Bluefin tuna is one of the most endangered species on the planet but it’s still being served in London restaurants.
Monkfish is not very sustainable either – if it’s on the menu, ask the restaurant about their sustainable fish policies
The Hive Beach Cafe in Burton Bradstock is one of the first to sign up to the Marine Stewardship Council guidelines
Photo taken in October 2011
Photo taken in October 2011
In some ways I’m a restaurant’s dream customer because I eat out a lot. But in some ways I’m a nightmare because I ask lots of questions, particularly about sustainability policies – or more often the lack of them. Recently, I’ve taken to tweeting about this too.
Recently, I went to Brinkley’s Restaurant in Hollywood Road. My friend asked what type of tuna they were serving. The waitress had no idea, so she went to ask in the kitchen. Her answer horrified me – bluefin tuna! Anyone with a glimmer of interest in sustainability issues will know that this is one of the most endangered fish species on the planet. It’s a bit like eating a panda or a tiger.
A very charming manager came to our table. She explained that Brinkley’s food was bought centrally, for all eight of their restaurants, so it wasn’t something she got involved with.
I suggested that she should recommend they check fish species with Fish Online. It’s a brilliant website where you can look up the sustainability rating of any fish. The higher the rating, the more problematic the fish – and 5 is the worst. That’s what bluefin tuna gets.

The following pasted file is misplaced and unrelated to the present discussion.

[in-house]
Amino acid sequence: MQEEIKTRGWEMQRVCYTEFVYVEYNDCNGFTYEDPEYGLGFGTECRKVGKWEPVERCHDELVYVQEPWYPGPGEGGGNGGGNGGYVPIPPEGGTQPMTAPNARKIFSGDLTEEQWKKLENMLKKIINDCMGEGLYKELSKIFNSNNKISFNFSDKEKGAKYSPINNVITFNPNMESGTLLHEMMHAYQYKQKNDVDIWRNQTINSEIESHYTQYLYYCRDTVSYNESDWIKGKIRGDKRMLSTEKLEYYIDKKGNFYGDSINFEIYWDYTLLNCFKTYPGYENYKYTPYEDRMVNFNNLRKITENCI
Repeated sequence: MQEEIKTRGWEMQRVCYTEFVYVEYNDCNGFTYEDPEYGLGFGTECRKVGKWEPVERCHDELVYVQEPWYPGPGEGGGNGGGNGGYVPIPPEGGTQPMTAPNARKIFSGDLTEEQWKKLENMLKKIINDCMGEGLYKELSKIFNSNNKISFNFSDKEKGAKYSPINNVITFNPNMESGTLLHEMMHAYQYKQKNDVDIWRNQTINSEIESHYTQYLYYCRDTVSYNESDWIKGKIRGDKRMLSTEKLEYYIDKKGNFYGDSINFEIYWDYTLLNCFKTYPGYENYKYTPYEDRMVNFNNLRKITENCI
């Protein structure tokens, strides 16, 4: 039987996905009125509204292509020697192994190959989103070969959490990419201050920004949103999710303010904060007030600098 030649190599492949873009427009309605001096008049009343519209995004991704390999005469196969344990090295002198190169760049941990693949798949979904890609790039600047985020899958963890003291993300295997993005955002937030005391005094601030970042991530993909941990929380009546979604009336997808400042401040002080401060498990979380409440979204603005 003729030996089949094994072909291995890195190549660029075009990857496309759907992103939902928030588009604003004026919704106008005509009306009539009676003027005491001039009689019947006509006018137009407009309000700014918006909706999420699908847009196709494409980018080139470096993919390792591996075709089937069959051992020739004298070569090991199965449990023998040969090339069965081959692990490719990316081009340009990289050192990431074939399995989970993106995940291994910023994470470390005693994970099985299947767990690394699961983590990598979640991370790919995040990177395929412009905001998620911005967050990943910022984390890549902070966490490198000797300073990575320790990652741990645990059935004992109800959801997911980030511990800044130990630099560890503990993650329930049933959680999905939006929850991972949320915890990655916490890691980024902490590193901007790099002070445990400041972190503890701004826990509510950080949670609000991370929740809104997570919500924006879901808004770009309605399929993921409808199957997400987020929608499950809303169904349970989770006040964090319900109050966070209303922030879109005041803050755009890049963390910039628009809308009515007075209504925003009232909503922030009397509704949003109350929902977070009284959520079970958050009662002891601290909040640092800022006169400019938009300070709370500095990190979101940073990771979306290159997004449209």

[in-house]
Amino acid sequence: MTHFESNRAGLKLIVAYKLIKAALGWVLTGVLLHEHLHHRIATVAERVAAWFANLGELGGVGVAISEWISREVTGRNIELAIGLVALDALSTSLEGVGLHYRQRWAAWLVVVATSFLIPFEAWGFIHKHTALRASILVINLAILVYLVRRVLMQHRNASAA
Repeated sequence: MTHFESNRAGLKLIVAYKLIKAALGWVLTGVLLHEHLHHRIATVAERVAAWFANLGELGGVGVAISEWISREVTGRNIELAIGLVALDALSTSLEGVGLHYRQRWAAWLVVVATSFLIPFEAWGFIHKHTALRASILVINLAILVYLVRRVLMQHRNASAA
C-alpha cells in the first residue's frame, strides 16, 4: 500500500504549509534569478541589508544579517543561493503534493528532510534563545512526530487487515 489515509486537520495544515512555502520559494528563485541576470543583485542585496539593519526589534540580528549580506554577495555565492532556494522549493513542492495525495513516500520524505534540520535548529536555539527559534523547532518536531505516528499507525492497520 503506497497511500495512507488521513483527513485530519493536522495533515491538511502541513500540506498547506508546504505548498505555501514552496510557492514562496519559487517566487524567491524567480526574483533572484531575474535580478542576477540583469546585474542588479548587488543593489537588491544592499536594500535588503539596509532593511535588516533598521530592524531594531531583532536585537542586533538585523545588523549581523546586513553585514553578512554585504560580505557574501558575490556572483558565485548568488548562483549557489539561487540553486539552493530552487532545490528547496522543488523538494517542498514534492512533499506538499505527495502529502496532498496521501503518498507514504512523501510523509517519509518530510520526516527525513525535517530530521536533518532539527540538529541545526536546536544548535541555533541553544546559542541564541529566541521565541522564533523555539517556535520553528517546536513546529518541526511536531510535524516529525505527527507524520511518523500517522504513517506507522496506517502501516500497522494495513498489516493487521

The River Café in Hammersmith wasn’t much better. The waiter was also baffled by our question about their policies on sustainable fishing. So he asked Ruth Rogers, the owner, to help us out. She said that all their fish were ‘line caught’. But when we explained that this wasn’t the only relevant sustainability criteria, she appeared to flounder. We didn’t point out that monkfish, which was on the menu, is not line caught!
Rick Stein is another celebrity chef who really ought to know better. But when I went to his Fish & Chip restaurant in Padstow in 2009, I had a similar experience. The waitress didn’t even know what sustainability meant.
However, I haven’t just had negative experiences. Dorset’s Hive Beach Café in Burton Bradstock has signed up to the Marine Stewardship Council guidelines on sustainable fishing. And it has a blackboard telling you about where their fish comes from. It makes it so relaxing to eat there. If you want find out other restaurants with good fish policies you can look them up on Fish 2 Fork.
Of course, sustainability is not just about fish. It’s about how much energy, water and waste, as well as where the food comes from and even about community engagement too. That’s where the Sustainable RestaurantAssociation comes in – they offer advice to restaurants to improve their practices. And they have a ranking system too, so customers can see who’s doing well.
The SRA’s most recent campaign is to encourage the provision of doggy bags. They’ve worked out that the average restaurant produces 21 tonnes of food waste a year, which is about half a kilo per customer. I suspect that Yo Sushi produce even more than that. When I interviewed one of their staff, they estimated that they threw away about a third of what they make. And none of it appeared to be recycled. Clearly, they’d benefit from joining the SRA.
Waste is actually one of my biggest concerns. I have a particular problem with the number of disposable napkins handed out. My children seem to think I’m a nightmare in restaurants, but I could be a dream if there was more sustainability on the menu!
A version of this article is being published in Restaurant Magazine